Campaign for Vermont: Pension reform suddenly looks real

Editor’s note: The following is from the Campaign for Vermont March 29 newsletter.

A number of bills came together to meet the crossover threshold this week. A few more are on the way and will likely be given exceptions because of their importance. We will provide a full list in the next couple days, but here are some of the highlights we have been following.

Economic Development

Two significant bills were passed by the House this week. The first is H.159 which does a number of consequential things, including Better Places program to encourage public investment in parks and greenspaces that can attract traffic. The goal is to create economic development by positioning businesses near these attractions. It also establishes a neighborhood development program and creates a trade representative in Canada to attract business investment in Vermont from Quebec. There was originally a downtown tax credit proposal, but it got pulled out by the Ways & Means Committee, we are hopeful the Senate might restore this section.

Perhaps most important is a $1.5M increase in the state’s tourism an marketing budget (a 50% bump) in order to attract tourists in the Summer and Fall months as the Pandemic winds down. Research indicates there is pent up demand for travel, particularly within drive markets for Vermont and being able to capture this could provide a quick shot in the arm for our economy and also provide a helping hand to businesses hardest hit by the pandemic.

The second important bill is H.360 which would funnel $200M in federal dollars into broadband expansion in the state. While historic in it’s scale, the bill fails to make internet access more affordable for consumers which is incredibly important given our reliance on video conferencing for work and particularly school. Many families might have “access” but lack the ability to pay for the speed of service they might need. Also, to be clear, even with the level of funding available in this bill, it will take years for many Vermonters to receive fiber service. There are better technologies available that could reach Vermont’s 70k households that are underserved and some of them are contemplated in Senate’s broadband bill, S.118. We are already reaching out to Senators to address some of the issues in this bill.

Education

The education weighting bill, that has the potential to swing property taxes in both directions across the state, cleared the Senate this week. The bill doesn’t make any definitive changes, but does create an advisory group to study the issue (a classic legislative stalling technique). The House seems more interested in acting on property tax weighting this year so they may push back on this Senate version of the bill.

H.106 also made crossover. This bill would create $330k grants (over three year) to hire community school coordinators in a handful of schools that sign up for the pilot project. The Senate began taking testimony on the proposal this week and have already scheduled time on it next week as well.

In a bit of good news, legislators found out this week that more than $5M in federal funds will be available to the Agency of Education to assist pandemic-related issues. The Agency is working to identify the areas with the most need now.

Fiscal Responsibility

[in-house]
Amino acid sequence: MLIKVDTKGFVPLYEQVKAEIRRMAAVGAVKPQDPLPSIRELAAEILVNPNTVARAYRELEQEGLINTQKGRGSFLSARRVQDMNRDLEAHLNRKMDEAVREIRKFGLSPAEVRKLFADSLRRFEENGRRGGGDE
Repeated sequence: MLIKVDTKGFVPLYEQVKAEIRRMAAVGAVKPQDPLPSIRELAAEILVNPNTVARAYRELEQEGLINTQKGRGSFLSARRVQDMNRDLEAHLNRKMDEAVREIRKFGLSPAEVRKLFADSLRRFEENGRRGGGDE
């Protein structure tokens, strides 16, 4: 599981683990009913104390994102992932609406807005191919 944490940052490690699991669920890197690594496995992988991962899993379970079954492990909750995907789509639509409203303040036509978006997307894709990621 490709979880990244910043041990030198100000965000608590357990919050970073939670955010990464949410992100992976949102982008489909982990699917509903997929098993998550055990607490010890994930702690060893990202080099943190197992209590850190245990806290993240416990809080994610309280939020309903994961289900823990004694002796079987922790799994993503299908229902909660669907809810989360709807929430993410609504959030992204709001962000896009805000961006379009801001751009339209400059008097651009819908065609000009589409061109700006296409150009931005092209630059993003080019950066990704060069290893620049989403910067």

There were major developments this week on pension reform. Word began circulating last week that the Speaker had a “secret group” of legislators working on a pension plan. That “secret group” turned out to be the leaders of the House Government Operations Committee, who released their proposal on Wednesday. The bill would do several different things, but here are some highlights:

  1. Adjusts cost of living increases built into retirement compensation to reduce liability. This is largely done with pushing retirement age indexes up and applying 100% adjustments to the first $24k of retirement income only.
  2. Adjust the average final compensation (AFC) which is used to calculate retirement benefits. The proposal would average this over seven years instead of three.
  3. Increase the vesting period (length of employment before qualifying for full benefits) from five years to ten.
  4. Raise retirement eligibility age to the social security retirement age (the current threshold is either 55 or 62 depending on employer and some groups have eligibility after 20 or 30 years of employment).
  5. Raise the base employee contributions across the board to 7.75% of gross salary (roughly a 1% increase for most groups).
  6. There would be a risk sharing provision that would kick in if actual returns came back below projections. It would add an additional tiered rate assessed base on the employee’s salary. This would scale from 0.25% to 1.25%.

The proposal would also create a 15 member oversight board to manage the entirety of the state’s post-employment obligations. Coupling these efforts with a $150M pre-funding commitment from the state would reduce the pension fund liabilities by $500M (about half of the liability added over the past year). The Joint Fiscal Office indicates this would get us to an 80% funded ratio which (according to them) is close enough to manage via an amortization schedule. This plan has the appearance of making the pension plans more uniform, sharing risk between employees and the state, and asking both parties (taxpayers and employees) for buy-in.

The state employees and teachers unions have already come out in strong opposition to this proposal because it eats into benefits (which are some of the most generous in the country) and because of lawmakers being under a looming crossover deadline. A public hearing was already held on Friday and another one is scheduled for Monday. Those testifying repeatedly noted that under this proposal they would pay more, work longer, and get less benefits.

Spread the love